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Water pump stopped in central heating

Discussion in 'Plumbing and Central Heating' started by MoonMan2, 1 Aug 2021.

  1. MoonMan2

    MoonMan2

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    Water pump was roasting hot but no hot hotter. I tried unscrewing the big screw and rotating pump a few times to no avail.

    20210801_143428.jpg


    Closer view:

    20210801_143259.jpg

    Allan key valves above and below:

    20210801_143334.jpg

    20210801_143322.jpg


    I guess I should just isolate the two valves (above and below), turn off electricity (of course) and then replace the pump?

    I've not done this before, though have watched a few YouTube videos. I feel reasonably confident.

    Should I replace the two valves as well?

    Any thoughts, in looking at the photos?

    Anything else I should know?
     
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  3. oldbutnotdead

    oldbutnotdead

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    Have you checked that there is power getting to the pump? If those isolation valves ( the Allen key ones) actually work then you won't need to drain down to swap the pump. If you want to replace the valves then you will need to drain the system.
     
  4. MoonMan2

    MoonMan2

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    I tried an Allen key on the bottom valve but it wouldn’t stop weeping, ever so slightly. On rotating valve back to original position it still wept.

    Draining entire system now.

    I presume to state the obvious that these valves need replaced.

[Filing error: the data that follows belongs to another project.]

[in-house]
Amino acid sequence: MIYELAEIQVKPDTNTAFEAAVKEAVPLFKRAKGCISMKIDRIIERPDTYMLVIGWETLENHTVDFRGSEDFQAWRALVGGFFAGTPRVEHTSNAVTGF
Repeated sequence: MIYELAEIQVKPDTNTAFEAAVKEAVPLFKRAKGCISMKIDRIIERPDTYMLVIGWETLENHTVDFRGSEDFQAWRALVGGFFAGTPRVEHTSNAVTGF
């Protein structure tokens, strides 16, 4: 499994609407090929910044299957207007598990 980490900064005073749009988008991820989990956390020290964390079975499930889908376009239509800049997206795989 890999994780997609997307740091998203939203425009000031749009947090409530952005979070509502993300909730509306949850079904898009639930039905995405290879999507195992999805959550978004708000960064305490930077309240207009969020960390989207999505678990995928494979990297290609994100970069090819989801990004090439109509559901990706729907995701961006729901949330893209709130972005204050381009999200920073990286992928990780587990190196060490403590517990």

No I haven't checked if power getting to Water pump. I have a multimeter, advice on how to determine if electricity is getting to pump?
     
  5. Harry Bloomfield

    Harry Bloomfield

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    Red and black probes connected to pump terminals marked L and N, on an ac range greater than 240v (probably 500 or 1000v). With pump powered, meter should show around 230/240v, if powered.
     
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  6. MoonMan2

    MoonMan2

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    The pump is 22 years old. I'm wondering as the bottom valve weeps now that I've adjusted it and will need to be replaced before flooding the system again; I'm thinking, just replace the pump too. Afterall, it is the likely culprit.

    If after replacing the pump and valves, it still doesn't work, then it's time to call a plumber.

    At least he/she won't be able to say "The pump needs replaced".

    A plan?
     
  7. Jonnys88

    Jonnys88

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    No chance those isolation valves will work unfortunately and certainly not without weeping by the looks of it. It is likely the pump if as you say it's hot but no hot water, try the heating first though. If that doesn't work it probably is. If it's an open vented system (small tank in the loft) I'd certainly leave it to a plumber to change pump and valves.
     
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  8. kidgreen61

    kidgreen61

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    OK, I'm assuming fro pics it's a gravity fed system, ie you have a small tank in the loft that feeds the CH system.

    Isolate leccy feed to CH system
    Go in loft, and bung the outlet of the tank, bung the pipe which overhangs said tank.
    Go find a drain on a radiator, open into a bowl, you'll only lose a pint or two before a vacuum forms in system.
    With towels in place, undo pump unions, (having noted direction of flow), remove pump, replace scabby pump isolating valves at the same time.
    Remove bungs from tank
    Open vent plug on pump, & rotate impellor.
    Switch on heating/hot water.
    Charge yourself as much as you like, & demand a BJ from wife for your efforts.
     
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  9. MoonMan2

    MoonMan2

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    Yes, I do have small tank in loft. I have 'bunged' (closed off?) water supply to it and system is drained.

    Undo pump onions? That means the nuts?

    When you say "open vent plug on pump", do you mean the screw on the front to vent?

    Now which pump should I buy? This would be a direct replacement (I think, though this one says UPS2 and mine says UPS).

    https://www.amazon.co.uk/gp/product/B00EW97ZM6/ref=ox_sc_act_title_3?smid=A16P672Z5JKP2D&psc=1

    OR